We have built many banquettes over the years, more than most. You could say that my life is punctuated by the building of or sitting on banquette style seating, and this pattern seems to perpetuate itself by necessity. Formal dining tables, or even just sitting at a table with an individual chair reminds of Thanksgiving. I spent much of my childhood sitting on benches: built-in, not built-in, modular, you name it. I sat on benches in vans, trailers, at picnic tables, in bigger trailers, in mobile homes, in small houses, and bigger houses with more people. I watched my Dad build benches: stand alone pine benches, painted plywood built-in benches, storage benches, and benches with removable cushions that served as beds half the time.
Mr. Cool and I built our first banquette seating and modular table that converted to a bed in the back of large dodge van, the summer after high school. I am fairly certain that this was my idea, given my history.
For the few stand alone years that Mr.Cool and I lived in a rental that had a formal dining room with a chandelier right in the center, necessitating a table and chairs, I was always making formal dinners, like sage leaf-stuffed Cornish hens with a cherry sauce or endive leaves filled with shrimp salad. It was exhausting.
So I cannot tell you whether I am attracted to houses that require informal dining dining spaces, or if I keep building banquettes because I buy houses too small to accommodate a formal dining room. Either way, this is clearly a pattern. My friend says that I like eating in restaurants, and that sitting in a booth reminds me of this experience. I cannot argue with logic that sound.
I am very pleased to report that this is our best set yet. When my mother visited she said: These are the best I have ever seen. And I said: What about Dad’s? She responded: Well, he never used trim. It is true that the context of my father’s bench building projects did not require these superfluous touches that do nothing for function and add unnecessary costs. But the structure is there. These are the very same benches I watched him build a thousand times over.
Of course, in this particular spot, building the benches was the easy part.
List of projects required to remodel this corner of the house.
- Building and trimming two benches: one with storage, the other with a diverted heating vent.
- Trimming all kitchen windows.
- Removing, replacing and re-trimming old drafty window.
- Installing a wrap around storage shelf / valance.
- Building and trimming a small half wall and column.
- Cutting down the counter, removing one cabinet, and buying and finishing the drawers, installing hardware.
Notice that I did not mention building a table. That is because it was not part of the original plan to do this, but you can add that to the list.
Instead of spelling out all of the supplies for this DIY because we retrofitted existing 2×4 benches that we had built the year before, you can find a comprehensive list of supplies here. This is the best DIY tutorial on building storage benches that I have found, although you have to convert it to a dining style bench from a mudroom bench.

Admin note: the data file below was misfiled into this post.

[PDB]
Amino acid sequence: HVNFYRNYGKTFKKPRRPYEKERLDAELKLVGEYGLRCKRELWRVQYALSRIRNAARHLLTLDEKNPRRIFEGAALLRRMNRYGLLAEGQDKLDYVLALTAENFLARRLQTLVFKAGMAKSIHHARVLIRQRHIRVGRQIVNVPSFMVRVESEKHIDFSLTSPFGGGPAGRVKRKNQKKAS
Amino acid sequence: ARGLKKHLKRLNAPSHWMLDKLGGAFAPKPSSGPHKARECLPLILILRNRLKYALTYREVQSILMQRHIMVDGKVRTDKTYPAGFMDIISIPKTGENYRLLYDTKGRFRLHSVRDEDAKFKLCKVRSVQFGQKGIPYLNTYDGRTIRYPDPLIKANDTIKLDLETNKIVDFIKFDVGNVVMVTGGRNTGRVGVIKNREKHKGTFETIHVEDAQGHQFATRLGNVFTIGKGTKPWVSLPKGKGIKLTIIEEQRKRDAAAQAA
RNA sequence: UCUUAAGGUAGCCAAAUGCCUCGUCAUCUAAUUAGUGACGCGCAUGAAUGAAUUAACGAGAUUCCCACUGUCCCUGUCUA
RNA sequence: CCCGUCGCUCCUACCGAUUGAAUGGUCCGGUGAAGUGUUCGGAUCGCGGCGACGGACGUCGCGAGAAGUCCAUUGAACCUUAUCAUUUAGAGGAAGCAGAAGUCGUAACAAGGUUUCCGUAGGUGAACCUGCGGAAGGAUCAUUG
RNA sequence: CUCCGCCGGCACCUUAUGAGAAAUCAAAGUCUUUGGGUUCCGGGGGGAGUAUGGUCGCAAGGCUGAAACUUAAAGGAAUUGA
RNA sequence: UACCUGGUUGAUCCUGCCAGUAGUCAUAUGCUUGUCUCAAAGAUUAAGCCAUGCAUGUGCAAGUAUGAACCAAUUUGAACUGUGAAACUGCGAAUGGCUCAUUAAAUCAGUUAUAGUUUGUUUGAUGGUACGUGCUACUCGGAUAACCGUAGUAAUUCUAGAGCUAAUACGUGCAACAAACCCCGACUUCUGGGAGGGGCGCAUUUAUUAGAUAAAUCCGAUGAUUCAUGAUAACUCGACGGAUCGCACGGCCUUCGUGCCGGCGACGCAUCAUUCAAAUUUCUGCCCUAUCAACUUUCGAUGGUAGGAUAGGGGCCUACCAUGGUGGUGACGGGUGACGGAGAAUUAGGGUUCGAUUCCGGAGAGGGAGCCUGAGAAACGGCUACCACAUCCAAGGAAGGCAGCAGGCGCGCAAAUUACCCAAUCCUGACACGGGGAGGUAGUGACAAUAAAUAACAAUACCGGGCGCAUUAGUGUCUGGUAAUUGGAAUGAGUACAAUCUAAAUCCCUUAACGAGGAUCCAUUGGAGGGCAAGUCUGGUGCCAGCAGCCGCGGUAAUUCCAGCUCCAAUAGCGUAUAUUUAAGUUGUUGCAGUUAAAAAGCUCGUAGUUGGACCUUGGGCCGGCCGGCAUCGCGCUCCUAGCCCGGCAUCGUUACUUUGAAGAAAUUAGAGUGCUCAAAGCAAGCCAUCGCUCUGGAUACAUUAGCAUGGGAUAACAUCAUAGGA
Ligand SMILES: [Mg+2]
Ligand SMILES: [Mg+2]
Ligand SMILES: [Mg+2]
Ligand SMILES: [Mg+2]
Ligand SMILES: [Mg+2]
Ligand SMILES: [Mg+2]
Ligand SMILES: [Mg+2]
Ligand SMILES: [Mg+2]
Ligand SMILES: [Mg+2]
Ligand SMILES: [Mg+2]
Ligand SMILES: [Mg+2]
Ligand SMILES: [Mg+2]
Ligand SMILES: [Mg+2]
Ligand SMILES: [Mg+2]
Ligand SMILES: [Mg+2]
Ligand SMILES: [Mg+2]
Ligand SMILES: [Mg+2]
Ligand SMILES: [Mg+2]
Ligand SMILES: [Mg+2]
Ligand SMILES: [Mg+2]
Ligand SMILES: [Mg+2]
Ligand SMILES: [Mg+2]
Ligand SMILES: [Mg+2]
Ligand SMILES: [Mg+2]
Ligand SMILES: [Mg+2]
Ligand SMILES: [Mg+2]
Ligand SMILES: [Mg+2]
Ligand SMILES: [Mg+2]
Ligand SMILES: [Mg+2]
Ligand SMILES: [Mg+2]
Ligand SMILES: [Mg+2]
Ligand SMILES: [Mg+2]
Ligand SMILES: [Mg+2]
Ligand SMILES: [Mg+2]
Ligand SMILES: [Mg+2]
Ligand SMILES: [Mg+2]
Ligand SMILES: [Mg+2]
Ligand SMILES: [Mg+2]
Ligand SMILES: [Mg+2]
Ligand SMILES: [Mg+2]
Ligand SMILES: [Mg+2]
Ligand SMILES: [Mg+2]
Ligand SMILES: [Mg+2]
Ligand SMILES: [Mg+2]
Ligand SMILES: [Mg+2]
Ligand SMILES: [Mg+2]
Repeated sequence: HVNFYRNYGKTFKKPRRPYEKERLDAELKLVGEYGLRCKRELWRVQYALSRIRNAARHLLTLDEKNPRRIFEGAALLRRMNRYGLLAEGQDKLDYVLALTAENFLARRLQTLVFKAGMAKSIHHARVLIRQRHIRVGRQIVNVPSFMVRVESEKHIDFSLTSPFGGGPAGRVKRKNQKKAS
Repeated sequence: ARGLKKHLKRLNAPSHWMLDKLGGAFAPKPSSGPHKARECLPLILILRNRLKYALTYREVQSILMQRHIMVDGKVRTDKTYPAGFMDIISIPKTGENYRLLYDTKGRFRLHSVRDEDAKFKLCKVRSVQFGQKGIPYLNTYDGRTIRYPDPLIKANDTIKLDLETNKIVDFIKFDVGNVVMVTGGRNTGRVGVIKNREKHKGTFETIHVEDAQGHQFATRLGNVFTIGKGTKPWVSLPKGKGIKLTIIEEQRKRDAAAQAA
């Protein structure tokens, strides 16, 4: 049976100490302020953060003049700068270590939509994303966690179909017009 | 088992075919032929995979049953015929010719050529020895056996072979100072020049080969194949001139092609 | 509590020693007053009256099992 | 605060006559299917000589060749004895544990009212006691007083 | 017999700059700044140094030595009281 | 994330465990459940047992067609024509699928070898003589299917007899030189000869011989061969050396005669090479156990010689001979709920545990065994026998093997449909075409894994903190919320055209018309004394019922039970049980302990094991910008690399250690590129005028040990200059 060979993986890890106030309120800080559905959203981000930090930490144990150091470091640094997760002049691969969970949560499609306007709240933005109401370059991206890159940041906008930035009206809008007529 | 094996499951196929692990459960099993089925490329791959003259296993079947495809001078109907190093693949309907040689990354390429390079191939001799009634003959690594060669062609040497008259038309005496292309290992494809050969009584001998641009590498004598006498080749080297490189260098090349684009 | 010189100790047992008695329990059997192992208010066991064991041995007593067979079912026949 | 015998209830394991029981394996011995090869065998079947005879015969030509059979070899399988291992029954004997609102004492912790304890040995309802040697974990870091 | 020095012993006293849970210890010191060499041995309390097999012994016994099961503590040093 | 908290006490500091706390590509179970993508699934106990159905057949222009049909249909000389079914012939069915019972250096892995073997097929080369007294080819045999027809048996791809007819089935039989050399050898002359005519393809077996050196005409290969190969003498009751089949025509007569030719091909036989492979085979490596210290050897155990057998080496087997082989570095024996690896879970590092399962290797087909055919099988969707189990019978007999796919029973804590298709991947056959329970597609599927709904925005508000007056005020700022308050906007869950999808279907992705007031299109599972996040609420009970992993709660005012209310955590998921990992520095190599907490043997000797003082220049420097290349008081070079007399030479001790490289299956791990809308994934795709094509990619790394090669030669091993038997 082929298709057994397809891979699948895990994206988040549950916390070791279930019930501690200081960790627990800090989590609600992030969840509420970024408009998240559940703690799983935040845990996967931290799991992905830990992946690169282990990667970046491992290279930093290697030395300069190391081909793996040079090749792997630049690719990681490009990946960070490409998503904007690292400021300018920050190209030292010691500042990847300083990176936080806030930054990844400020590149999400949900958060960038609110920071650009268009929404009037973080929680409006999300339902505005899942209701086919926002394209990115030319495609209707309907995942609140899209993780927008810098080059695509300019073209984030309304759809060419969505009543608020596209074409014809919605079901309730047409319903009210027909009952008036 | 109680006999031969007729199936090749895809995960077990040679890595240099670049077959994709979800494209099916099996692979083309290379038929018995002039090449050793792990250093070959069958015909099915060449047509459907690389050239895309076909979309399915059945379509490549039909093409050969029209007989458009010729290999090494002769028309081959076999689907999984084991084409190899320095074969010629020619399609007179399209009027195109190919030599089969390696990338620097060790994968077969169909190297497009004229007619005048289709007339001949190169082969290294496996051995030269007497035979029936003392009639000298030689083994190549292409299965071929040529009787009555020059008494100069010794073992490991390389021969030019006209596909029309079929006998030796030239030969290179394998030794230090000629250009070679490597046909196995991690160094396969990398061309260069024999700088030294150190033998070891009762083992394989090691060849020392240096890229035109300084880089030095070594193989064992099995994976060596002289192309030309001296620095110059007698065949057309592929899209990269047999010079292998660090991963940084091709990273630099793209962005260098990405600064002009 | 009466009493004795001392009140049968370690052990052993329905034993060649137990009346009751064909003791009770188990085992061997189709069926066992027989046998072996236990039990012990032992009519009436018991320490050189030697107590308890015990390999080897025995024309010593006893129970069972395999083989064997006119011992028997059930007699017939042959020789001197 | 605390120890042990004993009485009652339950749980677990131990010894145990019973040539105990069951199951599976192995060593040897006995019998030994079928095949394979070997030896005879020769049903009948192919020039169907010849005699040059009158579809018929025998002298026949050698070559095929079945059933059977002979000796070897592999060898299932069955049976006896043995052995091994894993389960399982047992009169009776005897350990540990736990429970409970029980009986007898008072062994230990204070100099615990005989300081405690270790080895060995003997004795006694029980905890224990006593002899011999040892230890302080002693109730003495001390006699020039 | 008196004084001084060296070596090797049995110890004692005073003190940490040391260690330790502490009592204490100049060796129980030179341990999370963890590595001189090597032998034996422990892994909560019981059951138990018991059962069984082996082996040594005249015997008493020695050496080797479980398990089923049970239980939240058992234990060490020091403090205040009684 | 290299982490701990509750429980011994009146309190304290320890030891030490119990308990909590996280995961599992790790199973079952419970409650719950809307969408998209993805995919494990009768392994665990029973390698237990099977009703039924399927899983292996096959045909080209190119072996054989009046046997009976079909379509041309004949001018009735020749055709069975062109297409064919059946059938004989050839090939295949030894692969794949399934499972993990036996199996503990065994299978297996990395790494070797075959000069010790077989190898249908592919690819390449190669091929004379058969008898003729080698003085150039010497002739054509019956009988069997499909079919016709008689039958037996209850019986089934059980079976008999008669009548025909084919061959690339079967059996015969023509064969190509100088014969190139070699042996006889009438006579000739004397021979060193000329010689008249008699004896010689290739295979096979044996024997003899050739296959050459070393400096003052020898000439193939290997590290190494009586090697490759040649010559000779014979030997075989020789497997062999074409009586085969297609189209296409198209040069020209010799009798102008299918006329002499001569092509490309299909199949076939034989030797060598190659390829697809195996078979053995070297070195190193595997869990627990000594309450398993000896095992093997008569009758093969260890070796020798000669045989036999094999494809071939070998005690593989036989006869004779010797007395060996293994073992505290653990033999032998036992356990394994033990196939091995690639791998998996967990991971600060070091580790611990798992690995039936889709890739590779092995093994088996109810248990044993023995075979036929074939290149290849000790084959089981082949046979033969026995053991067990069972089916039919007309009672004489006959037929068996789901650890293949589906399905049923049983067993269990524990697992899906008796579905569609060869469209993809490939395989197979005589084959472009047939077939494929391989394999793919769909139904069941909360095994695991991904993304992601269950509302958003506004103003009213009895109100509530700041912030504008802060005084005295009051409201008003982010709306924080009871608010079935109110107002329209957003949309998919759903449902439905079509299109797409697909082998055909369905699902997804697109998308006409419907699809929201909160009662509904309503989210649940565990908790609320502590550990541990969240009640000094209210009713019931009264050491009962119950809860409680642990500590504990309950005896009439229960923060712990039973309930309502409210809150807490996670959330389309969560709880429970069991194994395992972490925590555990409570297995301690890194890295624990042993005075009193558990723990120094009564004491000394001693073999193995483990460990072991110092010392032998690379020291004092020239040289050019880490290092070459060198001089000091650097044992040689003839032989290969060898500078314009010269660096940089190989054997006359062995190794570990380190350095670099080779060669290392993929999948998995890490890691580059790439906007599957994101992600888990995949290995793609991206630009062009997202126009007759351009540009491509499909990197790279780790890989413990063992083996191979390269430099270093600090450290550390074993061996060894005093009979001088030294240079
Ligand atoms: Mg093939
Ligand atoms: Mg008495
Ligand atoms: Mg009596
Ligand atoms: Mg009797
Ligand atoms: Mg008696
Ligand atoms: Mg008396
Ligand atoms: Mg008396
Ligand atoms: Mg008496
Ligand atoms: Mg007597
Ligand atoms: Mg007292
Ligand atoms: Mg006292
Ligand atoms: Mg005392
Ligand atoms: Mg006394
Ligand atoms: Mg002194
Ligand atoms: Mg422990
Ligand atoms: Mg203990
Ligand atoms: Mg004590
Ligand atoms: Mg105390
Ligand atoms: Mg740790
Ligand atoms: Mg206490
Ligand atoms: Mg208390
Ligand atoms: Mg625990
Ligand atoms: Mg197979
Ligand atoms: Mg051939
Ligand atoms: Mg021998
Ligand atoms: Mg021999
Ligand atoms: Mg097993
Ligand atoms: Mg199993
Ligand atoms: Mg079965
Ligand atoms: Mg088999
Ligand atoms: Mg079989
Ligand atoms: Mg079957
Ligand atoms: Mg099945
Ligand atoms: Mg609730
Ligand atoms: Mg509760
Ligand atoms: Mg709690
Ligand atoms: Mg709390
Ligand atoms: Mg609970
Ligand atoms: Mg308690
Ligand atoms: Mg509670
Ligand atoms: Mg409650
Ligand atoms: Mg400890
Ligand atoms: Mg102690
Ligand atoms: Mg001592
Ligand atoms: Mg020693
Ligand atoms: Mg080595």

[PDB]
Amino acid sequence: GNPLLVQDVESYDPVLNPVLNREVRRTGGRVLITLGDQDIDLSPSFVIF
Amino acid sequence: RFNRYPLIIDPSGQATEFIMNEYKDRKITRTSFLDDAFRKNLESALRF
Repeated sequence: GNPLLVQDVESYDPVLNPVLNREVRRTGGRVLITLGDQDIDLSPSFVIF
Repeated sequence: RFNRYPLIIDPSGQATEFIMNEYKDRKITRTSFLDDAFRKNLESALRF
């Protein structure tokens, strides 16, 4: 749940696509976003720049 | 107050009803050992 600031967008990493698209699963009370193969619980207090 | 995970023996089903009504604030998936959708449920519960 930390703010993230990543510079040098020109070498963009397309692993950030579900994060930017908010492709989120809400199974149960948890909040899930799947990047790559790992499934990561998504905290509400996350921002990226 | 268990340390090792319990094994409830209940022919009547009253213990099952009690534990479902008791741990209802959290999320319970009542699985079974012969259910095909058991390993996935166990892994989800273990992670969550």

We had previously built some stand alone 2×4 benches for this very corner to utilize the space until we had both the funds and the time to really renovate it.
Here are the benches.
Notice the plastic on the window? That is because the window was so drafty it made it almost impossible to sit here. That, and we still did not have a furnace at this point. And this is the winter that the NE had record breaking amounts of snow. But we tried to warm it up the best we could.
To add another layer to the window, we hung a green table cloth and then covered it with curtains. I upholstered the benches with some foam and painters drop cloth (we were on a super budget so I could not afford real fabric) and we threw on some throw pillows and a strand under shelf lighting. We called it our hipster corner because of the cameras and records displayed on the opposite wall (not pictured) and the old license plate from my busted car (not pictured) We threw a party and drank PBR to break it in –and to celebrate Mr. Cool’s birthday –see image below. This was a temporary fix. It was generally either too cold or too hot to sit here because of the bad window, and it did not accommodate a large enough table for us all to sit at comfortably. It was great when company visited because it provided extra seating. If you want to build benches like these, go here.
Mr. Cool looks like he burning his hand in the oven trying to pull the pizzas out and I have dark hair over in the left hand corner.
Wait, isn’t this supposed to be a post about building benches? Yes. Sorry. Here we go.
First, Mr. Cool removed the counter. You can see the old bench sitting in the back, waiting to be of use.
Then he cut it down by 2′ using a circular saw we borrowed from the neighbors.
Then the instigator unscrewed the plywood tops off of the benches one by one. This took a while but he learned about building which is why we got him involved.
We bought a new vent cover. This is the one we had to divert.